Vincent Thomas Bridge

Vincent Thomas Bridge

For decades, San Pedrans used ferry service to cross the main channel to work in the canneries and naval shipyard on Terminal Island. As the Port grew, the concept of building a bridge was discussed as early as the 1920s. San Pedro’s hometown State Assemblyman Vincent Thomas, the son of Croatian immigrants, would spend much of his career pushing through legislation to win the project’s approval which was initially met with skepticism. It wasn’t until 1958 that a bill calling for the bridge’s construction was finally passed and won the support of the Board of Harbor Commissioners. So began the $21 million San Pedro-Terminal Island Bridge project.


The official groundbreaking took place in May of 1960, but a slow bidding process meant construction wouldn’t begin until a year later, starting with the substructure. Next came the towers, pilings, 1,270 tons of tediously spun suspension cables, a concrete deck that was built from the towers in and paved, and finally the bridge’s signature green paint job.

A resolution was passed to name the bridge after Assemblyman Thomas, who was still in office (he would serve 19 terms totaling 38 years). Designed by the Bridge Department of the California Division of Highways (or what we know today as CalTrans), the Vincent Thomas Bridge was the first and remains the only suspension bridge in the world to be supported entirely on pilings. It was the first suspension bridge in the United States to be welded instead of riveted, and is the fourth longest suspension bridge in California, after the Golden Gate Bridge, Carquinez Bridge, and San Francisco-Oakland Bay Bridge.

Late on the evening of Nov. 14, 1963, the Islander ferry made its final trip across the main channel, and at the stroke of midnight following a ribbon cutting ceremony, the bridge was officially opened to motorists. Assemblyman Thomas paid the first 25-cent toll.

On Camera

Over the years, the Vincent Thomas Bridge has been a backdrop in a number of films, TV shows and even a Jessica Simpson music video. Scenes from Lethal Weapon 2, To Live and Die in L.A., City of Angels, Charlie’s Angels and Gone in Sixty Seconds were all shot on the bridge.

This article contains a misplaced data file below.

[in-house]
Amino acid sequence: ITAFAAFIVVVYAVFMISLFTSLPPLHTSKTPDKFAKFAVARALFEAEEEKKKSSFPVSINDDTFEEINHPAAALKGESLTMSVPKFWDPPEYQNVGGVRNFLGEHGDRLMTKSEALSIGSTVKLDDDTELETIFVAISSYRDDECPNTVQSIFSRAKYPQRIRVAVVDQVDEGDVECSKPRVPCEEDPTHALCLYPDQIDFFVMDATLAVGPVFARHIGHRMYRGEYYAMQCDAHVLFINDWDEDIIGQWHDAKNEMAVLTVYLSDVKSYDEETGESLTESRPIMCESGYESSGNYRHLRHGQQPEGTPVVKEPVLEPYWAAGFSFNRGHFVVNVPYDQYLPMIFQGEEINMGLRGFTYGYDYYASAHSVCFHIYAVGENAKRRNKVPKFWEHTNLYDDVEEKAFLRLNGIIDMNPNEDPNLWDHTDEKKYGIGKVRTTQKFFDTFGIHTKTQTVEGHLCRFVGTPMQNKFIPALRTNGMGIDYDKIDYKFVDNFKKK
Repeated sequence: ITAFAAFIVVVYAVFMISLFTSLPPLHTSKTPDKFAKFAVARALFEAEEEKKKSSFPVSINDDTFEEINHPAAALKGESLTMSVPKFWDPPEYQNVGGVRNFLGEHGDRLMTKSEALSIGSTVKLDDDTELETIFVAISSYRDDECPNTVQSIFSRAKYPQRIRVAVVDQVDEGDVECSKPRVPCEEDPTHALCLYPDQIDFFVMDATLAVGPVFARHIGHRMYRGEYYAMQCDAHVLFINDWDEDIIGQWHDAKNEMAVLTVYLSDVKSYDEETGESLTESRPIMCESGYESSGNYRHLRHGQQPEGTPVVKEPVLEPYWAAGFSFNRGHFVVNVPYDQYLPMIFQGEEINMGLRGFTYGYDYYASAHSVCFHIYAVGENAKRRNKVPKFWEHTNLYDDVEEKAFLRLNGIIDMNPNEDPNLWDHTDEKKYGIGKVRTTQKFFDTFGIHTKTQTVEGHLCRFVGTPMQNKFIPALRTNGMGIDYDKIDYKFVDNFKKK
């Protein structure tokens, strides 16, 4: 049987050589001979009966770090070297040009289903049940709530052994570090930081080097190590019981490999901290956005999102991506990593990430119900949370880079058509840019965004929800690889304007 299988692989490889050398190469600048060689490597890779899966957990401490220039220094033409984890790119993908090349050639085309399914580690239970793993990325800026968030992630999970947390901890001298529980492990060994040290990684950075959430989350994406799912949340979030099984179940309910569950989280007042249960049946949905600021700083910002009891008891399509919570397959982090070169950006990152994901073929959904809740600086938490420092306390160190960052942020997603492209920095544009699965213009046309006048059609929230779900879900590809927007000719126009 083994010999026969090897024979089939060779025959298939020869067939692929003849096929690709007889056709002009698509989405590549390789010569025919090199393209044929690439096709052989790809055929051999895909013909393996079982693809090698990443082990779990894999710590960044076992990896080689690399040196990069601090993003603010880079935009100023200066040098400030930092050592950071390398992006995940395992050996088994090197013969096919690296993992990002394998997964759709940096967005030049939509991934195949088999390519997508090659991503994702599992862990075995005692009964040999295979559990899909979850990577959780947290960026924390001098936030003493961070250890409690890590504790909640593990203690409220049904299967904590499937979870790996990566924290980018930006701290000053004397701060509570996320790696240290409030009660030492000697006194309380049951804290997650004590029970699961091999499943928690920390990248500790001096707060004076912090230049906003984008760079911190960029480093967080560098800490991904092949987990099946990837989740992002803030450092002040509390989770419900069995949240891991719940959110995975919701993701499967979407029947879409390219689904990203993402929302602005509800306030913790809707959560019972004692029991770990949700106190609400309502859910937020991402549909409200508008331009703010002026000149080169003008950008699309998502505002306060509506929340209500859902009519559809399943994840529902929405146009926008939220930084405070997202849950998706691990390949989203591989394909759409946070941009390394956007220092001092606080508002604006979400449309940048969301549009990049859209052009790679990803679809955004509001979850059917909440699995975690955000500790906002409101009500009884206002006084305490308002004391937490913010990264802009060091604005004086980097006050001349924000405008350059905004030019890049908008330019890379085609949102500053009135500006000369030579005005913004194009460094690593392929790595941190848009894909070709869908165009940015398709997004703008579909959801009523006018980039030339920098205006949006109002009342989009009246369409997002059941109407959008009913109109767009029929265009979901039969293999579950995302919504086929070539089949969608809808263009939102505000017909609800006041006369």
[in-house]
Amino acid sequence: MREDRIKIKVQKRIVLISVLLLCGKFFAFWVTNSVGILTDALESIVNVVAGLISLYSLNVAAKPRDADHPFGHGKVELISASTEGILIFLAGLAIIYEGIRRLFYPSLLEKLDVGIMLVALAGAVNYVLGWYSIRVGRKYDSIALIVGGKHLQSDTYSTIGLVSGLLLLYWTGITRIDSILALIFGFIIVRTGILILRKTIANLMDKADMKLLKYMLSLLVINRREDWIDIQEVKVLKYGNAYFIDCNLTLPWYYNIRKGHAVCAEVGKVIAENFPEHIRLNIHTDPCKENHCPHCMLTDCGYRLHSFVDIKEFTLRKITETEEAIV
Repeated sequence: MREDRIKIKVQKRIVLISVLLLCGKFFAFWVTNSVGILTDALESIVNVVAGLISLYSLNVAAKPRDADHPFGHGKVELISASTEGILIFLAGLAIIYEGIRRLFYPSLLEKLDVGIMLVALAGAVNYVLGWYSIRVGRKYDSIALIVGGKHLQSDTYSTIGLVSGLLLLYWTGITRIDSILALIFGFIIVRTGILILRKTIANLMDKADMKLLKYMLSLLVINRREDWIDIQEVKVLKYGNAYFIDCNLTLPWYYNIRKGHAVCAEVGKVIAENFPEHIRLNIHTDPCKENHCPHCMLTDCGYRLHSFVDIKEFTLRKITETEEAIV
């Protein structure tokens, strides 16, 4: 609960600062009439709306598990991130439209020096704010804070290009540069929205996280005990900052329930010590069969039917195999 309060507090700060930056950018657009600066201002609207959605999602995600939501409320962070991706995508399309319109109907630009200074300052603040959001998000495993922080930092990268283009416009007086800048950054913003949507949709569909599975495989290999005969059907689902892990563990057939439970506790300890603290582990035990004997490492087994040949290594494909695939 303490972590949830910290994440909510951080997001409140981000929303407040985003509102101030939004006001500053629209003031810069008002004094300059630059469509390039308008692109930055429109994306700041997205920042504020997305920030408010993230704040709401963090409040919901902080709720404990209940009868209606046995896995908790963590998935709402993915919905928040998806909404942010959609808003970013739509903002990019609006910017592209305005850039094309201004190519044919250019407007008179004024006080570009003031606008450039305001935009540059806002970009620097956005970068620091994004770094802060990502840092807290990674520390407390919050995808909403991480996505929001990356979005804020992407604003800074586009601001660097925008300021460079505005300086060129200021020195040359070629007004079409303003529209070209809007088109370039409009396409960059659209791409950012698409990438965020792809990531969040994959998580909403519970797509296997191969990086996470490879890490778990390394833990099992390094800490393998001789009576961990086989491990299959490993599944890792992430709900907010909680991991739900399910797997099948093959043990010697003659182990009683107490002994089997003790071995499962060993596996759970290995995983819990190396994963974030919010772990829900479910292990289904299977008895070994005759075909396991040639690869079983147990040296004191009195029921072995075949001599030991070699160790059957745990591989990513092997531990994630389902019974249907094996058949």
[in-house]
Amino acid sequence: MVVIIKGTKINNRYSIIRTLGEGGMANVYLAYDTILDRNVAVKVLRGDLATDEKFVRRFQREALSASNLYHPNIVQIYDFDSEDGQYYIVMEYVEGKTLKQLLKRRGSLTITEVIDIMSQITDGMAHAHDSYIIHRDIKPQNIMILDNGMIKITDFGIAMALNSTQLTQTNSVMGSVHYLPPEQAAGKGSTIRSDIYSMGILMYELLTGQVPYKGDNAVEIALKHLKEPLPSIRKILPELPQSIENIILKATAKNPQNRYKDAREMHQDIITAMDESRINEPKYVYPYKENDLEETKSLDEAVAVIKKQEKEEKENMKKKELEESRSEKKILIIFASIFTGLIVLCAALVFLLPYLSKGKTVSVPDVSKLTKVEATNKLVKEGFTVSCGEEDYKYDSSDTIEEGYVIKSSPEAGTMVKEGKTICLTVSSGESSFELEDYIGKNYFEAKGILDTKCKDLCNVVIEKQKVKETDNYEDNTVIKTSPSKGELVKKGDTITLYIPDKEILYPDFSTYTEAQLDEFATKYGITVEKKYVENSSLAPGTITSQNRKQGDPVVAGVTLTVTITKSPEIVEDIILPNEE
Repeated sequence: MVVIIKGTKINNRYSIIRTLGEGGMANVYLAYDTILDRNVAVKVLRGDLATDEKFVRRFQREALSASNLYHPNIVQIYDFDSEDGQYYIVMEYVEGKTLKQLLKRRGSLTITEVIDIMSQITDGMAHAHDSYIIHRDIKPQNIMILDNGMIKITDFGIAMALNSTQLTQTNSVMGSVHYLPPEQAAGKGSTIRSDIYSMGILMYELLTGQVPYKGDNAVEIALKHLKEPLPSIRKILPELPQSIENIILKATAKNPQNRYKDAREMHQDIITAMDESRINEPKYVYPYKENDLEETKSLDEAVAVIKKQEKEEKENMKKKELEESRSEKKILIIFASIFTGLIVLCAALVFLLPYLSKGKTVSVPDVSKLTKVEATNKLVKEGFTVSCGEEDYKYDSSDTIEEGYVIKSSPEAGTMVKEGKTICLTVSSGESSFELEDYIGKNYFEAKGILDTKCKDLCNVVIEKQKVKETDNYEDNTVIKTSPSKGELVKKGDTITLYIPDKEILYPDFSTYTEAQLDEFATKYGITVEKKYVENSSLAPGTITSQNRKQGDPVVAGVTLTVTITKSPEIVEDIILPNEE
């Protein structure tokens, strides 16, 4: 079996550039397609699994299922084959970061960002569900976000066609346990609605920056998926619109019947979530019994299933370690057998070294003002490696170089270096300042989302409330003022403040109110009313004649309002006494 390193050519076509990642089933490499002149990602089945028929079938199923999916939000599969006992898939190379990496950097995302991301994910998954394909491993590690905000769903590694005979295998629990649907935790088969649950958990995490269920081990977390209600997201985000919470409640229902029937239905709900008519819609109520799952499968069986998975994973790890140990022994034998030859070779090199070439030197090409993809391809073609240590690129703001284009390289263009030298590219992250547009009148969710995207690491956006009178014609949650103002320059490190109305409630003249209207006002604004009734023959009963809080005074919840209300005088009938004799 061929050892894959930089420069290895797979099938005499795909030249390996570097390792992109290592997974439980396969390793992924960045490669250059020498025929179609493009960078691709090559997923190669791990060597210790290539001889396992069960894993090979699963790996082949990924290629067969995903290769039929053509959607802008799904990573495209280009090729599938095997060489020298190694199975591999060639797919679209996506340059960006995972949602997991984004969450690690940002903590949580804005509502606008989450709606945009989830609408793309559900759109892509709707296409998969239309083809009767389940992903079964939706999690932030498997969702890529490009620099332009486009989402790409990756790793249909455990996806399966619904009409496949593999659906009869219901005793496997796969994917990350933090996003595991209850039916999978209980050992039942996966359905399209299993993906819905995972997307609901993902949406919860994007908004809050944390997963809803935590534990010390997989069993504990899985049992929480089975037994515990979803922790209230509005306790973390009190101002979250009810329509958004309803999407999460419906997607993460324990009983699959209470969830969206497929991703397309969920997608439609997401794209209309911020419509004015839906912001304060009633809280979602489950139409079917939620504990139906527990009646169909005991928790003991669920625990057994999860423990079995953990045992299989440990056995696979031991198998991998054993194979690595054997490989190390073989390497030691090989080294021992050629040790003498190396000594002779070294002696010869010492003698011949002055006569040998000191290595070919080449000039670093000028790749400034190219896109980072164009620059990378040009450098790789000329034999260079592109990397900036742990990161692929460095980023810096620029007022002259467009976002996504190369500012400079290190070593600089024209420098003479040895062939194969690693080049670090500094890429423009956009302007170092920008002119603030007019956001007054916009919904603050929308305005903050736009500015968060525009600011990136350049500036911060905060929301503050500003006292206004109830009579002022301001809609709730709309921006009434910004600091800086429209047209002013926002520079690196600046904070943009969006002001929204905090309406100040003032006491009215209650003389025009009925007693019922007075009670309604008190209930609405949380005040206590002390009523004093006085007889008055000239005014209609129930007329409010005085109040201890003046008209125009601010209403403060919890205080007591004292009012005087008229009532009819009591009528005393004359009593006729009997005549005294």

Conquer the Bridge is an annual Labor Day running event.
Conquer the Bridge is an annual Labor Day running event.

Bridge Facts & Figures

  • The bridge is 6,060 feet long (2.2 miles).
  • Tower Height is 365 feet; 185 feet (35 stories) above water.
  • Center suspension span is 1,500 feet.
  • The road is 52 feet wide.
  • The bridge has 19 cables made up of 212 wires each.
  • It was built to withstand 90 mph winds.
  • The bridge is supported on 990 steel piles each supporting 145 tons.
  • 32,000 vehicles cross the bridge on a given weekday.
  • The bridge cost $21 million to build.
  • It is the fourth largest span bridge in California, and the first and only suspension bridge in the world to be supported entirely on pilings, and the first suspension bridge in the United States to be welded, not riveted.
  • The original toll to cross the bridge in either direction was 25 cents. In 2000, the Bridge was considered “paid for” and the toll was repealed.
  • High wire artist Steve McPeak was fined $126 for walking the bridge’s cables with his assistant in 1976.
  • The bridge is lit by 160 lamps, each composed of 360 LEDs.
  • Required 92,000 tons of Portland cement, 13,000 tons of lightweight concrete, 14,100 tons of steel and 1,270 tons of suspension cable to construct.
  • Painting the bridge is a routine and continuous maintenance job, handled by Caltrans, which requires 1,500 gallons of zinc, 500 gallons of primer and 1,000 gallons of green paint to cover the span.
Vincent Thomas Bridge
The Vincent Thomas Bridge under construction in 1962
Vincent Thomas Bridge Construction
Vincent Thomas Bridge Construction
Vincent Thomas Bridge Toll Booths were in use from 1963-2000
Vincent Thomas Bridge
Vincent Thomas Bridge at sunrise, September 2015
Sources: Port of Los Angeles, San Pedro Bay Historical Society, San Pedro News-Pilot, Associated Press

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